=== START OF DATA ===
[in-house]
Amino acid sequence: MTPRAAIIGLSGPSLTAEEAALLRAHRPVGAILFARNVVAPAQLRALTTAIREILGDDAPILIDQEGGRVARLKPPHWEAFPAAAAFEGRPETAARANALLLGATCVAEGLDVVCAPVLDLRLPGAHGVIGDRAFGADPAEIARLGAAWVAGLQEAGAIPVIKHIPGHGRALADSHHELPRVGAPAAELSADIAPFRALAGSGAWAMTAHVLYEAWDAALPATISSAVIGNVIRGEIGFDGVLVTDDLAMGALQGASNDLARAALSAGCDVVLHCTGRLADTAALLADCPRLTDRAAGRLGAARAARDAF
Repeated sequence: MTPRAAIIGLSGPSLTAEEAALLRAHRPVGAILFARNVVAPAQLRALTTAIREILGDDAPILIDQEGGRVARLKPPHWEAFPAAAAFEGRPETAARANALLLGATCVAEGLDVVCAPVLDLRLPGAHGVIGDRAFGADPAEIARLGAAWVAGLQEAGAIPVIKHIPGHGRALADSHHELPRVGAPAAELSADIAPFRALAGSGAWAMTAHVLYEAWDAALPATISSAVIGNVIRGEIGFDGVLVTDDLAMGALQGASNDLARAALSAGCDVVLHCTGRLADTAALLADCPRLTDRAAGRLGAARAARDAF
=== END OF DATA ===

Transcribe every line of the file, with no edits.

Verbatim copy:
[in-house]
Amino acid sequence: MTPRAAIIGLSGPSLTAEEAALLRAHRPVGAILFARNVVAPAQLRALTTAIREILGDDAPILIDQEGGRVARLKPPHWEAFPAAAAFEGRPETAARANALLLGATCVAEGLDVVCAPVLDLRLPGAHGVIGDRAFGADPAEIARLGAAWVAGLQEAGAIPVIKHIPGHGRALADSHHELPRVGAPAAELSADIAPFRALAGSGAWAMTAHVLYEAWDAALPATISSAVIGNVIRGEIGFDGVLVTDDLAMGALQGASNDLARAALSAGCDVVLHCTGRLADTAALLADCPRLTDRAAGRLGAARAARDAF
Repeated sequence: MTPRAAIIGLSGPSLTAEEAALLRAHRPVGAILFARNVVAPAQLRALTTAIREILGDDAPILIDQEGGRVARLKPPHWEAFPAAAAFEGRPETAARANALLLGATCVAEGLDVVCAPVLDLRLPGAHGVIGDRAFGADPAEIARLGAAWVAGLQEAGAIPVIKHIPGHGRALADSHHELPRVGAPAAELSADIAPFRALAGSGAWAMTAHVLYEAWDAALPATISSAVIGNVIRGEIGFDGVLVTDDLAMGALQGASNDLARAALSAGCDVVLHCTGRLADTAALLADCPRLTDRAAGRLGAARAARDAF